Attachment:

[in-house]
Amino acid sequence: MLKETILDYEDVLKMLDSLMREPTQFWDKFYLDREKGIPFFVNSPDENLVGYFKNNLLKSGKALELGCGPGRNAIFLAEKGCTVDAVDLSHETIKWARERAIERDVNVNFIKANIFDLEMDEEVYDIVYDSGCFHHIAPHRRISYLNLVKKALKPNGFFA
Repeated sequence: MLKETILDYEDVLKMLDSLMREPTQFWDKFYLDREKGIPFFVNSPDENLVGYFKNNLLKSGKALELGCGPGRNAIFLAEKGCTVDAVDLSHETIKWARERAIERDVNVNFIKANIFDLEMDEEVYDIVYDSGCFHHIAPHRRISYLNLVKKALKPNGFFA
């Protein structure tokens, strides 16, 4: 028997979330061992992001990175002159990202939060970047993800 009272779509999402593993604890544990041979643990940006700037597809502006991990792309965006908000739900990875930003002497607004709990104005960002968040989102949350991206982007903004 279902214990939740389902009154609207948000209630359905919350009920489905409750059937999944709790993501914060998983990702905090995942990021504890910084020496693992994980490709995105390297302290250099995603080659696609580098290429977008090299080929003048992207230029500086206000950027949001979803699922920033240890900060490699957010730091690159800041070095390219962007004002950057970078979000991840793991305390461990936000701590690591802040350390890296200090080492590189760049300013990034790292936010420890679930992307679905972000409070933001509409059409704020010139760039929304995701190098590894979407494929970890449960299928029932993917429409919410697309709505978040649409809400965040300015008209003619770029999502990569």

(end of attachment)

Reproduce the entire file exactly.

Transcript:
[in-house]
Amino acid sequence: MLKETILDYEDVLKMLDSLMREPTQFWDKFYLDREKGIPFFVNSPDENLVGYFKNNLLKSGKALELGCGPGRNAIFLAEKGCTVDAVDLSHETIKWARERAIERDVNVNFIKANIFDLEMDEEVYDIVYDSGCFHHIAPHRRISYLNLVKKALKPNGFFA
Repeated sequence: MLKETILDYEDVLKMLDSLMREPTQFWDKFYLDREKGIPFFVNSPDENLVGYFKNNLLKSGKALELGCGPGRNAIFLAEKGCTVDAVDLSHETIKWARERAIERDVNVNFIKANIFDLEMDEEVYDIVYDSGCFHHIAPHRRISYLNLVKKALKPNGFFA
């Protein structure tokens, strides 16, 4: 028997979330061992992001990175002159990202939060970047993800 009272779509999402593993604890544990041979643990940006700037597809502006991990792309965006908000739900990875930003002497607004709990104005960002968040989102949350991206982007903004 279902214990939740389902009154609207948000209630359905919350009920489905409750059937999944709790993501914060998983990702905090995942990021504890910084020496693992994980490709995105390297302290250099995603080659696609580098290429977008090299080929003048992207230029500086206000950027949001979803699922920033240890900060490699957010730091690159800041070095390219962007004002950057970078979000991840793991305390461990936000701590690591802040350390890296200090080492590189760049300013990034790292936010420890679930992307679905972000409070933001509409059409704020010139760039929304995701190098590894979407494929970890449960299928029932993917429409919410697309709505978040649409809400965040300015008209003619770029999502990569």